Specialists in Essen now benefit from flexible scheduling. “We analyzed the entire workflow and considered which processes we could modify. After all, we can no longer allocate two radiology technologists to one device,” says Quinsten. “Remote scanning even allows us to allocate team members who aren’t yet fully trained to use the scanners, because they can always be supported by experienced members of staff. Patient positioning and care can even be assigned to medical students, allowing us to make targeted use of our skilled workers. Likewise, if people want to keep up some of their routine while on parental leave or pregnant, they can continue to work from home.”

What sounds like dry number crunching is primarily aimed at maintaining a certain level of medical care, as Bontke explains: “Here in the radiology institute, we carry out hundreds of thousands of scans each year, and we’ve got just enough specialists to handle that workload. A few years ago, we began exploring new ways of sustaining patient care on a lasting basis. Remote scanning is one such idea – and we’re always developing others.”

In the future, could medical technologists work for several hospitals on a freelance basis and access pending examinations via a platform solution? Watch video.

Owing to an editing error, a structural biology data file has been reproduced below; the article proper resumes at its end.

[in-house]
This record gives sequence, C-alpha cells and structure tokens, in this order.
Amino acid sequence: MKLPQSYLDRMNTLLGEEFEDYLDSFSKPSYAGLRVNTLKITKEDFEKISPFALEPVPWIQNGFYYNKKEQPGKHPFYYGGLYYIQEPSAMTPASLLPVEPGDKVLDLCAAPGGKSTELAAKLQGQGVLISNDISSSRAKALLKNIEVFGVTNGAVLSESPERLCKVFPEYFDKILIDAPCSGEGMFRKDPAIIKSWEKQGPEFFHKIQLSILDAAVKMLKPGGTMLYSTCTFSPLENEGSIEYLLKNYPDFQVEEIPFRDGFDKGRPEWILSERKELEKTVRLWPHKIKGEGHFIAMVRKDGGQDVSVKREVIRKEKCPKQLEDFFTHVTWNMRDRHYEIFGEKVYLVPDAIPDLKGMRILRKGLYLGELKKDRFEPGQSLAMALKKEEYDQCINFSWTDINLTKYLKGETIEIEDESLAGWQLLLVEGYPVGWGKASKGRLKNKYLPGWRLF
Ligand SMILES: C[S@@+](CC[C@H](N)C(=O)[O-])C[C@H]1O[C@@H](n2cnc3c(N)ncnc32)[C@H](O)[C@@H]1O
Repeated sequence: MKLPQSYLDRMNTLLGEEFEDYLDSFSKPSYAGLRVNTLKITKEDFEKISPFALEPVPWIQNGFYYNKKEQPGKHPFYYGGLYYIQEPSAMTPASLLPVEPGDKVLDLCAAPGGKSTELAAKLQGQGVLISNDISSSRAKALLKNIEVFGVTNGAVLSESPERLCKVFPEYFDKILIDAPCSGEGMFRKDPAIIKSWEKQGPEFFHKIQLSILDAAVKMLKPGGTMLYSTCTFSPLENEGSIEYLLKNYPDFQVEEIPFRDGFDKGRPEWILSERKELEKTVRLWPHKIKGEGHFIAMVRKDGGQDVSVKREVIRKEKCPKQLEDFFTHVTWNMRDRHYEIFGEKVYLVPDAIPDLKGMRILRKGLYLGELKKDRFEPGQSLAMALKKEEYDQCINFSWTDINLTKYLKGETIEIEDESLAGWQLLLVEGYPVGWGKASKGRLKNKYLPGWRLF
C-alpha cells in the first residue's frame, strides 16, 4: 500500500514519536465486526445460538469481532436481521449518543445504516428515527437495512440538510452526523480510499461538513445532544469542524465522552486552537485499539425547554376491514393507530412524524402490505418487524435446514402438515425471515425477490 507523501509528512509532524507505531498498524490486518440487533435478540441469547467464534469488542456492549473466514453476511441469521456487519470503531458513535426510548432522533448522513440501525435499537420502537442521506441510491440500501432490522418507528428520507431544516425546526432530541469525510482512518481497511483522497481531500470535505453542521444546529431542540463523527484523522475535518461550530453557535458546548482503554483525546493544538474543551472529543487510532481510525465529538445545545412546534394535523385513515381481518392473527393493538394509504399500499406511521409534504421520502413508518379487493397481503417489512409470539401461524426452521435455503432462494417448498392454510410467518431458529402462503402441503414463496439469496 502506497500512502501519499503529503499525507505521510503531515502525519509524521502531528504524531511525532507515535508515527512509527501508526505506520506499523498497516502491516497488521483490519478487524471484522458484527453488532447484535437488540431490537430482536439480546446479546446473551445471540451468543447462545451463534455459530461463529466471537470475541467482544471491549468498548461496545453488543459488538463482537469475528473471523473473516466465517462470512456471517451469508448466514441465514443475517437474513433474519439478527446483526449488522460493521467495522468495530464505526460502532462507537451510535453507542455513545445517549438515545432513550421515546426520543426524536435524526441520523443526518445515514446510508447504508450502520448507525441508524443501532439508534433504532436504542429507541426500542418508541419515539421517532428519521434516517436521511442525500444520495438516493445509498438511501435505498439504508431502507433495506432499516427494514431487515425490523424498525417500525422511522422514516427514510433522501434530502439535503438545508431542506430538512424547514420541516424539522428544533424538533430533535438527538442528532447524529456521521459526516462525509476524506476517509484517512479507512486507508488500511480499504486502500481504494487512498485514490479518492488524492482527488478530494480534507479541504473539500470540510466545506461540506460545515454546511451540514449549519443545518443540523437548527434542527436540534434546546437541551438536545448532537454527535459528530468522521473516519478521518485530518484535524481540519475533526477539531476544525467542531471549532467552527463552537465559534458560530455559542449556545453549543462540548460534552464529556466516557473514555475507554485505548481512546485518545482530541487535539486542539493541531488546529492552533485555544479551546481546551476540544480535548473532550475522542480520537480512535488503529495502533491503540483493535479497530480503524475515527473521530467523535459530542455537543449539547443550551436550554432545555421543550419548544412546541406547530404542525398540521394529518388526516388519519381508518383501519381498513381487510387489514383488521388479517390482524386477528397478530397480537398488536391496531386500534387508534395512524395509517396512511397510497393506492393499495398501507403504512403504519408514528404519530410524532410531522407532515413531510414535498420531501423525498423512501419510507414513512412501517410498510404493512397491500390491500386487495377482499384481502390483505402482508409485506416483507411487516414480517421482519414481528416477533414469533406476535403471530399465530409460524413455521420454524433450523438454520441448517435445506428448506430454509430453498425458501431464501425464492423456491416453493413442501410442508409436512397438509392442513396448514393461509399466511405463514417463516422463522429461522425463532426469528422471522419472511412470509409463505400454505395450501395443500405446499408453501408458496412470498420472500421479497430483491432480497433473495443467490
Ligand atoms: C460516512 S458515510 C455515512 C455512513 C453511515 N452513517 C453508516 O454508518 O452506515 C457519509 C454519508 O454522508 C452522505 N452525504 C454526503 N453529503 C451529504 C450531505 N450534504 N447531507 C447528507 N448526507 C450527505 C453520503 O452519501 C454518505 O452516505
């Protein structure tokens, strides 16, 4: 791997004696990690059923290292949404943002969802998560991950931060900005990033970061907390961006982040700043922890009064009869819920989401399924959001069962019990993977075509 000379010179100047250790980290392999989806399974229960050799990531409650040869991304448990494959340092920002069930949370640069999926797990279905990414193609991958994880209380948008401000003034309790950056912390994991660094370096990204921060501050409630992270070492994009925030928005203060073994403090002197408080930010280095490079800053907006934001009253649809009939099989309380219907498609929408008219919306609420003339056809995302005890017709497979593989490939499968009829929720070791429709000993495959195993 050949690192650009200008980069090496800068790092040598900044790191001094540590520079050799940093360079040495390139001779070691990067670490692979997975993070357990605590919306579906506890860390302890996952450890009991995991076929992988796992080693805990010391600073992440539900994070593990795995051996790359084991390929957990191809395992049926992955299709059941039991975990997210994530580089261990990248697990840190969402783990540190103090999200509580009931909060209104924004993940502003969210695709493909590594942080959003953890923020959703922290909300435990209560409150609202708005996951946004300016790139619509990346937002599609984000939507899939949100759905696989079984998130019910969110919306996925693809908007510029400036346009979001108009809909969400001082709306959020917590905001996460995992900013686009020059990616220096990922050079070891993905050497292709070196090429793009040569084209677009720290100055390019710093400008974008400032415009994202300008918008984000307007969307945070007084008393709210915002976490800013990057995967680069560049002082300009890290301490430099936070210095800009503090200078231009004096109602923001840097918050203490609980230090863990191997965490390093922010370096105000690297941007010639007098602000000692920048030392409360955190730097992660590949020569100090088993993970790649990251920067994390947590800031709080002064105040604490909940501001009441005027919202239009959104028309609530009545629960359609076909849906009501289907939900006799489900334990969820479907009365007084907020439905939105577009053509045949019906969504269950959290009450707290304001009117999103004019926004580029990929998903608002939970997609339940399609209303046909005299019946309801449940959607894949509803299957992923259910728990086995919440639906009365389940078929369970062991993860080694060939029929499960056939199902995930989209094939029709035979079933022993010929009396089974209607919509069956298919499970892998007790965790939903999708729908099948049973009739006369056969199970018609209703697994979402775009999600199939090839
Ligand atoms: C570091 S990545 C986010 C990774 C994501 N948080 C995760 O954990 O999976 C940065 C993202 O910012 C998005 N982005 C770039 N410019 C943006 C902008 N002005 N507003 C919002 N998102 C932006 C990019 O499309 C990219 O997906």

The remote scanning software syngo Virtual Cockpit1 offers benefits for patients: “The use of patient managers, who are responsible solely for patient positioning and care, leaves more time to prepare patients for scans and explain what exactly is going to happen,” says Quinsten, reporting on his experiences with the system. Many patients are anxious before MRI examinations, because they feel claustrophobic inside the narrow tube, fear a certain diagnosis, or are worried the examination might show their disease has worsened. “Nowadays, our patient managers have the time to exchange a few kind words with patients – and that makes everyone feel better.”

Remote scanning requires syngo Virtual Cockpit software.

Click here to get more information.

By Andrea Lutz
Andrea Lutz is a journalist and business trainer specialized on medical topics, technology, and healthcare IT. She lives in Nuremberg, Germany.